Set in a near future where the US Department of Defense and NASA have only become more encumbered by bureaucratic gridlock (and in NASA’s case, insufficient funding,) private sector technologies have evolved leaps and bounds beyond that of the public sector. As such, Taylor’s Stormhaven may be the only real hope Earth has. There’s just one problem: private spaceflight is strictly forbidden, not just in the US, but on a global scale. In light of the strained political climate of impending doom, the last thing the US government wants to do is grant Stormhaven permission to reach space.

The tense and at times disastrous narrative that evolves from this situation is equal parts grim and inspiring. Stormhaven Rising represents an interesting blend of genres: part political thriller, part hard scifi, and part impending disaster. Together they make for a fun and fascinating read.

Continue reading “Review: Stormhaven Rising”

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Cover of Save Our Souls by Leighton Dean

Today on the author blog, Leland Lydecker reviews the second novel by author Leighton Dean.

The aptly-named Save Our Souls follows pilot and Captain’s son, Ford, and his family, the crew of the freighter Jian Seng, as they fight to survive in the face of an unholy trinity of catastrophes. The seemingly lifeless ship that barreled into their craft is only the first salvo of a universe that seems intent on eliminating the crew of the Jian Seng in the most unpleasant ways possible.

Continue reading “Review: Save Our Souls”

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 Welcome to the Madhouse: a Medical Space Station Thriller by S.E. Sasaki

Welcome to the Madhouse chronicles the adventures of Dr. Grace Lord as she begins her residency aboard the medical space station Nelson Mandela. Plenty of challenges are in store, from eccentric surgeons to a dangerously manipulative psychiatrist to an alien super-virus, but Dr. Lord is not entirely on her own: she soon finds an unlikely ally in Bud, an android gifted with artificial intelligence.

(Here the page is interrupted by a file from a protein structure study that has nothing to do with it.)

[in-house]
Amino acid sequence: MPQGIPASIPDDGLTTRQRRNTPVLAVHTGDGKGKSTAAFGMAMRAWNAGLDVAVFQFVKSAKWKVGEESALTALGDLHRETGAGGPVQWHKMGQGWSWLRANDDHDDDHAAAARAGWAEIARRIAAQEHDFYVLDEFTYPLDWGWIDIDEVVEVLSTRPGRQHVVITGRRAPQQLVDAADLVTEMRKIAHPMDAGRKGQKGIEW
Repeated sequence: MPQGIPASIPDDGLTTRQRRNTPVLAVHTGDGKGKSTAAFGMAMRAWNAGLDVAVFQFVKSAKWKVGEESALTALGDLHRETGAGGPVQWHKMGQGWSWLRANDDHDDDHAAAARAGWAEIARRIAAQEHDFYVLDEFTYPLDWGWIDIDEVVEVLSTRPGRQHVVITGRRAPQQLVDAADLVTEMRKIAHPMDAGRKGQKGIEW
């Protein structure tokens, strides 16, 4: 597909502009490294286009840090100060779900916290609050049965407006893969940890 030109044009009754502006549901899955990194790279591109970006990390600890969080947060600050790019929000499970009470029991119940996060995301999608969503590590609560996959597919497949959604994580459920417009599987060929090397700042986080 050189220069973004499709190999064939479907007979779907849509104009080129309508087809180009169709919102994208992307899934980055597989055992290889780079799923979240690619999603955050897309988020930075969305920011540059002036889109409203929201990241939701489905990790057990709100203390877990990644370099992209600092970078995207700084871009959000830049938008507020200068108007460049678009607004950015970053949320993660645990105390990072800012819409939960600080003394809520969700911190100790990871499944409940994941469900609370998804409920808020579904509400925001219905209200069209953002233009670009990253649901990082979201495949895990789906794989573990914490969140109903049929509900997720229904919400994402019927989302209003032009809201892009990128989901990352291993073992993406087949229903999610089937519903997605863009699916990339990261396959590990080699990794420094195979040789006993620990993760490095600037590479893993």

In fact, Bud is more than just sentient: he feels human emotion. And from the moment he lays optical sensors on the extremely talented, smart, and beautiful Dr. Grace Lord, he falls madly in love with her.

Continue reading “Review: Welcome to the Madhouse”

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 Cover of Darrell B. Nelson's The Genocide Game.

This week on the author blog, Leland Lydecker reviews The Genocide Game. A megalomaniac billionaire with an automation fetish plots to wipe out ninety-eight percent of the world’s population, and it falls to Stan– pick-up artist guru and self-proclaimed word-nerd– to save the world.

To be more accurate, Stan bumps into Raven, a scientist on the run from her job in the billionaire’s R&D lab, and offers to help her. Pretty soon they’re both on the run from Ferguson’s comically inept goons, racing to reveal the existence of a genetically engineered super-virus before Ferguson can unleash it on the world.

Although it sounds like a cool premise, The Genocide Game has some unfortunately fatal flaws. Let’s start with Stan.

Continue reading “Darrell B. Nelson’s The Genocide Game”

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Today on the author blog, Leland Lydecker reviews Trackers: A Post-Apocalyptic Survival Series by Nicholas Sansbury Smith.
Warning: contains spoilers.

As the title suggests, the Trackers series chronicles the struggles of the survivors of an apocalyptic event. That event is the detonation of several high-altitude EMPs over the contiguous United States. The attack is ostensibly retaliation for an ill-conceived mission which liberated the granddaughter of a US Senator from a North Korean prison camp.

Trackers begins with the inciting raid, then cuts to the day of the EMP strike. In regards to the science of the attack and how it might realistically be carried out, Sansbury Smith did his homework. Trackers contains one of the more believable end-of-the-world scenarios I’ve read.

The meat of the story concerns a gruesome murder mystery playing out at the same time as the attack and its aftermath. Compared to the stagnant fare of “the world is screwed and we’re trying to stay alive” that dominates the Post-Apocalyptic genre, this premise comes across as fresh and interesting. The rest of the novel, sadly, is more standard post-apocalyptic fare.